Thousands of years ago the prophet Isaiah mocked those who used wood for various mundane purposes, and then made idols out of what was left:
He burns half of it in the fire;
With this half he eats meat;
He roasts a roast, and is satisfied.
He even warms himself and says,
“Ah! I am warm,
I have seen the fire.”
And the rest of it he makes into a god,
His carved image.
He falls down before it and worships it,
Prays to it and says,
“Deliver me, for you are my god!” (Isaiah 44: 16,17).
Silly, yes, but not half as silly as the reigning scientific philosophical presupposition, which declares, under the name of “science,” that design, purpose, and teleology in nature do not exist when design, purpose, and teleology do exist in nature, and obviously so.
Scientist Sean Carrol, who once described humans as “blobs of organized mud”—even he was forced to admit that it is “a bit of a leap, in the face of all of our commonsense experience, to think that life can simply start up out of non-life, or that our experience of consciousness needs no more ingredients than atoms obeying the laws of physics.”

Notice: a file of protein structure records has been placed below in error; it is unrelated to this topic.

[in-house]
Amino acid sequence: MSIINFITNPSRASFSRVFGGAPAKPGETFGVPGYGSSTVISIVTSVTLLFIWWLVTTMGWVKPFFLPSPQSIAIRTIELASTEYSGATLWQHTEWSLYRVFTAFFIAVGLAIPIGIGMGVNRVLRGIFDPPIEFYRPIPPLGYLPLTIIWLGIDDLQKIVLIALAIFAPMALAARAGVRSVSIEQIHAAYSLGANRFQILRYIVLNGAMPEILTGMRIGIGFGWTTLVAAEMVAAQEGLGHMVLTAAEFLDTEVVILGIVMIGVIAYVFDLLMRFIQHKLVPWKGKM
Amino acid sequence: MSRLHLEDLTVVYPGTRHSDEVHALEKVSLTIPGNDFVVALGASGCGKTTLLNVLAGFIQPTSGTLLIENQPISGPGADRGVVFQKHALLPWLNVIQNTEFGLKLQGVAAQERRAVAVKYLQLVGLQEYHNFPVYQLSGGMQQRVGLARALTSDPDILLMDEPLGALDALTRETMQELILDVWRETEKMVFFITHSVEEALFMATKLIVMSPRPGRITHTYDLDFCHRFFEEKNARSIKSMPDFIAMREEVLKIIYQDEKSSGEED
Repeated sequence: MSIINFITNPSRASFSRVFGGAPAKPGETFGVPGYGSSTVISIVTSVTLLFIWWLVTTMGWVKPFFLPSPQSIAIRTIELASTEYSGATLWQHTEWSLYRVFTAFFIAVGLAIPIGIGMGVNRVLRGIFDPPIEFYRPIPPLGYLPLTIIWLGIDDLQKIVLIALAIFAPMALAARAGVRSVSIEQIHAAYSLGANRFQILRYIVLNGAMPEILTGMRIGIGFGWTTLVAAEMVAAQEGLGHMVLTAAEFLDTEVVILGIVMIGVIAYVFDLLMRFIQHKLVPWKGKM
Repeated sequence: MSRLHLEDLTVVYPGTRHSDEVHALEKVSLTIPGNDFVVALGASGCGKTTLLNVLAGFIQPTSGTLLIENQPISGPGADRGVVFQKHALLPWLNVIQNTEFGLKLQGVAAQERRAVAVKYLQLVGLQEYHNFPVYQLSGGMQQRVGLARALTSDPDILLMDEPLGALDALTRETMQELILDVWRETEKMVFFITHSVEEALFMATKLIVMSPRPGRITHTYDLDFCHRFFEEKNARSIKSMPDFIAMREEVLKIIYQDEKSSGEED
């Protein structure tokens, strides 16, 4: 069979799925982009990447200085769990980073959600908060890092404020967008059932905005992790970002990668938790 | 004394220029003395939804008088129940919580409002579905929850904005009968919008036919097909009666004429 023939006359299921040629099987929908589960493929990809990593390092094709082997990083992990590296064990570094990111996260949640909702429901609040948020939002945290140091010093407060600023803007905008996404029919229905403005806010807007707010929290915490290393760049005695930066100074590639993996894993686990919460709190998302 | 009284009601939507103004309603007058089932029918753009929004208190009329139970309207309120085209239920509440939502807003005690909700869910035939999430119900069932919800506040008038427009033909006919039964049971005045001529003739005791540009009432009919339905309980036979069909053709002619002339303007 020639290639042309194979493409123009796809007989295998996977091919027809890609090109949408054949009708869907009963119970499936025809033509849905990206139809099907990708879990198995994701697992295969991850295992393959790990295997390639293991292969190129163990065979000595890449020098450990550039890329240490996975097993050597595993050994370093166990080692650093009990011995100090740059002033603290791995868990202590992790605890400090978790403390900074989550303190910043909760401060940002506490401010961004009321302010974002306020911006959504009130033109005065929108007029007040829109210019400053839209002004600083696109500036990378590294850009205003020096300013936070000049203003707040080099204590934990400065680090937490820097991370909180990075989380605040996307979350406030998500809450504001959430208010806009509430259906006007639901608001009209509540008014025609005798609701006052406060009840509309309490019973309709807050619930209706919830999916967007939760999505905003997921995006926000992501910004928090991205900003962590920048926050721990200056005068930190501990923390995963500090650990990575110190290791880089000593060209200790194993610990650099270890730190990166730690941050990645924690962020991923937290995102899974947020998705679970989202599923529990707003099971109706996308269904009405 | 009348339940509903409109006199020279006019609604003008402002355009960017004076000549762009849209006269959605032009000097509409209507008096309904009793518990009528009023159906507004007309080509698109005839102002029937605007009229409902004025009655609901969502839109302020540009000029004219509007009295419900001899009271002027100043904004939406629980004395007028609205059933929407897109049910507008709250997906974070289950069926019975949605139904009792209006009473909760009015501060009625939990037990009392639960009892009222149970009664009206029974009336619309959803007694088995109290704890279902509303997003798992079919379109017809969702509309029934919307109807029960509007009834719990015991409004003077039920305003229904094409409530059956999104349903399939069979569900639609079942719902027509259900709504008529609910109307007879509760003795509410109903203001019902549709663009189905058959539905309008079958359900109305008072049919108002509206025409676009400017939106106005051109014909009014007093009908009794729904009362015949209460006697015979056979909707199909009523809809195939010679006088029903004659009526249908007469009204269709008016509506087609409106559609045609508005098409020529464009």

Ya think, Sean?
The created world all put screams out to us about design and purpose. The eye has a purpose, the ear has a purpose, the air has a purpose, the cell wall has a purpose—and yet all these purposes (and billions more), when tallied up come to no purpose at all? It’s like adding up a bunch of positive integers and coming to zero.
A little common sense, please! That, and a bit of faith, can indeed take us a long way—to heaven, in fact.